Diseases, Conditions, Syndromes

A frenemy fungus provides clues about a new deadly one

It seems like every few years there's a virus or bacterium that threatens human health in a new way. But a new fungus that is a threat to humans? That doesn't happen very often. That's why we in the medical mycology community ...

Oncology & Cancer

Mushrooms of the Far East hold promise for anti-cancer therapy

Mushrooms from the Far East contain natural chemical compounds that could be used for the design of the novel drugs with highly specific anti-tumor activities and low toxicity. These compounds may offer new avenues for oncology, ...

Surgery

Fungi and bacteria grow on body implants, study finds

A body implant provides a new habitat for bacteria and fungi, a new study conducted at the University of Copenhagen reveals. The researchers have examined a number of implants such as screws implanted in the body in connection ...

Diseases, Conditions, Syndromes

Starving fungi could save millions of lives each year

Researchers have identified a potentially new approach to treating lethal fungal infections that claim more than 1.6 million lives each year: starving the fungi of key nutrients, preventing their growth and spread.

Overweight & Obesity

Gut fungi could play a role in obesity epidemic

A high-fat diet changes fungi in the gut and may play a role in the development of obesity, according to a new study in mSphere, a journal of the American Society for Microbiology. While gut microbes have previously been ...

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Fungus

Dikarya (inc. Deuteromycota)

A fungus (pronounced /ˈfʌŋɡəs/) is a eukaryotic organism that is a member of the kingdom Fungi (pronounced /ˈfʌndʒaɪ/ or /ˈfʌŋɡaɪ/). The fungi are a monophyletic group, also called the Eumycota (true fungi or Eumycetes), that is phylogenetically distinct from the structurally similar slime molds (myxomycetes) and water molds (oomycetes). Fungi are heterotrophic organisms that possess a chitinous cell wall, and most species grow as multicellular filaments called hyphae that form a mycelium; some species grow as single cells. Fungi reproduce sexually or asexually via spores, which are often produced on specialized structures or in fruiting bodies. Some fungi have lost the ability to form reproductive structures, and propagate solely by vegetative growth. Commonly known fungi include yeasts, molds, and mushrooms, which are general descriptions based on appearance and growth form that are often applied to groups of unrelated species. The discipline of biology devoted to the study of fungi is known as mycology, which is often regarded as a branch of botany, but fungi are genetically more closely related to animals than to plants.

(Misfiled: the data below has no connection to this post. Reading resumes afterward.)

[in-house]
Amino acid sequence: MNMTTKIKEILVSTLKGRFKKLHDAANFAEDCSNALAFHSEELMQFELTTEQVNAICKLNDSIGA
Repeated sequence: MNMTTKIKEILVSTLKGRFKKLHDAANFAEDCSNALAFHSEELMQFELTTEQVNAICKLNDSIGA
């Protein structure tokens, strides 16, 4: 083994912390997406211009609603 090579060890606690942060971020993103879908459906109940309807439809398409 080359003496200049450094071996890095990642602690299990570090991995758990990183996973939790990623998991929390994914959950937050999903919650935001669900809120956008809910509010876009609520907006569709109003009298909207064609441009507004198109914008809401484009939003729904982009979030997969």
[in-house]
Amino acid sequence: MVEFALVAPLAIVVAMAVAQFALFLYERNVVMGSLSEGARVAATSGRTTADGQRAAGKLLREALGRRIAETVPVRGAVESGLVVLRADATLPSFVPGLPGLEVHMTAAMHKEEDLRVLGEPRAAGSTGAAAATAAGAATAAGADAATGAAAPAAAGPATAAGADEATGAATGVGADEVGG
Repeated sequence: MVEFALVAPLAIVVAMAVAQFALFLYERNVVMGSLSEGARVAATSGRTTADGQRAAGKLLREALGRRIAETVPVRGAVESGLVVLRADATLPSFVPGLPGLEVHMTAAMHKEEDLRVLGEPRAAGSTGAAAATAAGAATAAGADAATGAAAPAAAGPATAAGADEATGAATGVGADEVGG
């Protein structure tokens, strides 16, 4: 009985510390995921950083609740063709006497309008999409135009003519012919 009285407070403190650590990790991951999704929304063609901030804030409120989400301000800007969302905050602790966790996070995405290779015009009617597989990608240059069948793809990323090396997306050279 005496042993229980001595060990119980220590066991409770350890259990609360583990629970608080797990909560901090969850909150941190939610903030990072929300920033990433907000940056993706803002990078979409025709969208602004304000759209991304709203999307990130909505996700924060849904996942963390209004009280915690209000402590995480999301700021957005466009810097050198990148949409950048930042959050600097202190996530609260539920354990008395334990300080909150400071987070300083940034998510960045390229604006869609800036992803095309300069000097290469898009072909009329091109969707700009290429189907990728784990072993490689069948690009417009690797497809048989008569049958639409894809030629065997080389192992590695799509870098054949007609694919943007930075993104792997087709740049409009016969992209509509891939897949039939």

Abundant worldwide, most fungi are invisible to the naked eye because of the very small size of their vegetative structures. They live mainly in soil, on dead matter, and as symbionts of plants, animals, or other fungi. They perform an essential role in decomposing organic matter in ecosystems and have fundamental roles in nutrient cycling and exchange. Fungi may become noticeable when fruiting, either as mushrooms or molds. They have long been used as a direct source of food, such as mushrooms and truffles, as a leavening agent for bread, and in fermentation of various food products, such as wine, beer, and soy sauce. More recently, fungi have been used as sources for various enzymes important in industry and used in detergents, and, since the 1940s, for the production of antibiotics. Fungi are used as biological agents to control weeds and pests. Many species produce bioactive compounds called mycotoxins, such as alkaloids and polyketides that are toxic to animals including humans. The fruiting structures of a few species are consumed recreationally or in traditional ceremonies as a source of psychotropic compounds. Fungi can break down manufactured materials and buildings, and become significant pathogens of humans and other animals. Losses due to fungal diseases of crops (e.g., rice blast disease) or food spoilage can have a large impact on human food supplies and local economies.

The fungus kingdom encompasses an enormous diversity of taxa with varied ecologies and life cycle strategies, and morphologies ranging from amoeba-like protists and single-celled aquatic chytrids to large mushrooms. However, little is known of the true biodiversity of Kingdom Fungi, which has been estimated at around 1.5 million species, with about 5% of these having been formally classified. Ever since the pioneering 18th and 19th century taxonomical works of Carl Linnaeus, Christian Hendrik Persoon, and Elias Magnus Fries, fungi have been classified according to their morphology (e.g., characteristics such as spore color or microscopic features) or physiology. Advances in molecular genetics have opened the way for DNA analysis to be incorporated into taxonomy, which has sometimes challenged the historical groupings based on morphology and other traits. Phylogenetic studies published in the last decade have helped reshape the classification of Kingdom Fungi, which is divided into one subkingdom, seven phyla, and ten subphyla.

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